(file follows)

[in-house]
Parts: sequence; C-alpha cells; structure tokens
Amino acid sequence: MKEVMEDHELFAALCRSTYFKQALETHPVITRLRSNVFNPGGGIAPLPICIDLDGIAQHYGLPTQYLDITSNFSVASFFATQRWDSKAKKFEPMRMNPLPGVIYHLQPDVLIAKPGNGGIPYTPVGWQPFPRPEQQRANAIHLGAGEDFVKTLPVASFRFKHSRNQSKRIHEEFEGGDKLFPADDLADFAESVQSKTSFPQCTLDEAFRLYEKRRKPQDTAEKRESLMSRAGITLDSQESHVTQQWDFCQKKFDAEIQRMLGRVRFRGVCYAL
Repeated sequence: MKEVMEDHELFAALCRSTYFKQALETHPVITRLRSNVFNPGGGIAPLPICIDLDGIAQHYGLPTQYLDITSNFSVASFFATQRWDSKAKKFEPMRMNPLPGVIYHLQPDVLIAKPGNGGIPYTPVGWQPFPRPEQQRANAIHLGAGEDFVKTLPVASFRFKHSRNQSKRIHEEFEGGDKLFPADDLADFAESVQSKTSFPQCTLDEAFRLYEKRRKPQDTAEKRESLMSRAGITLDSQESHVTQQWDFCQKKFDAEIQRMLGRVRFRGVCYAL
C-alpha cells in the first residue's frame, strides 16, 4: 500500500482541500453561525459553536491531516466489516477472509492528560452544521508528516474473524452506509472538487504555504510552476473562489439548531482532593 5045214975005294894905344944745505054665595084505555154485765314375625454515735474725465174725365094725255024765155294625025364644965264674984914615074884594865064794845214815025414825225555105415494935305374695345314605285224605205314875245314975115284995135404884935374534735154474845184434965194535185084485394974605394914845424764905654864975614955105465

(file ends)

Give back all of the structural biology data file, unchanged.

[in-house]
Parts: sequence; C-alpha cells; structure tokens
Amino acid sequence: MKEVMEDHELFAALCRSTYFKQALETHPVITRLRSNVFNPGGGIAPLPICIDLDGIAQHYGLPTQYLDITSNFSVASFFATQRWDSKAKKFEPMRMNPLPGVIYHLQPDVLIAKPGNGGIPYTPVGWQPFPRPEQQRANAIHLGAGEDFVKTLPVASFRFKHSRNQSKRIHEEFEGGDKLFPADDLADFAESVQSKTSFPQCTLDEAFRLYEKRRKPQDTAEKRESLMSRAGITLDSQESHVTQQWDFCQKKFDAEIQRMLGRVRFRGVCYAL
Repeated sequence: MKEVMEDHELFAALCRSTYFKQALETHPVITRLRSNVFNPGGGIAPLPICIDLDGIAQHYGLPTQYLDITSNFSVASFFATQRWDSKAKKFEPMRMNPLPGVIYHLQPDVLIAKPGNGGIPYTPVGWQPFPRPEQQRANAIHLGAGEDFVKTLPVASFRFKHSRNQSKRIHEEFEGGDKLFPADDLADFAESVQSKTSFPQCTLDEAFRLYEKRRKPQDTAEKRESLMSRAGITLDSQESHVTQQWDFCQKKFDAEIQRMLGRVRFRGVCYAL
C-alpha cells in the first residue's frame, strides 16, 4: 500500500482541500453561525459553536491531516466489516477472509492528560452544521508528516474473524452506509472538487504555504510552476473562489439548531482532593 5045214975005294894905344944745505054665595084505555154485765314375625454515735474725465174725365094725255024765155294625025364644965264674984914615074884594865064794845214815025414825225555105415494935305374695345314605285224605205314875245314975115284995135404884935374534735154474845184434965194535185084485394974605394914845424764905654864975614955105465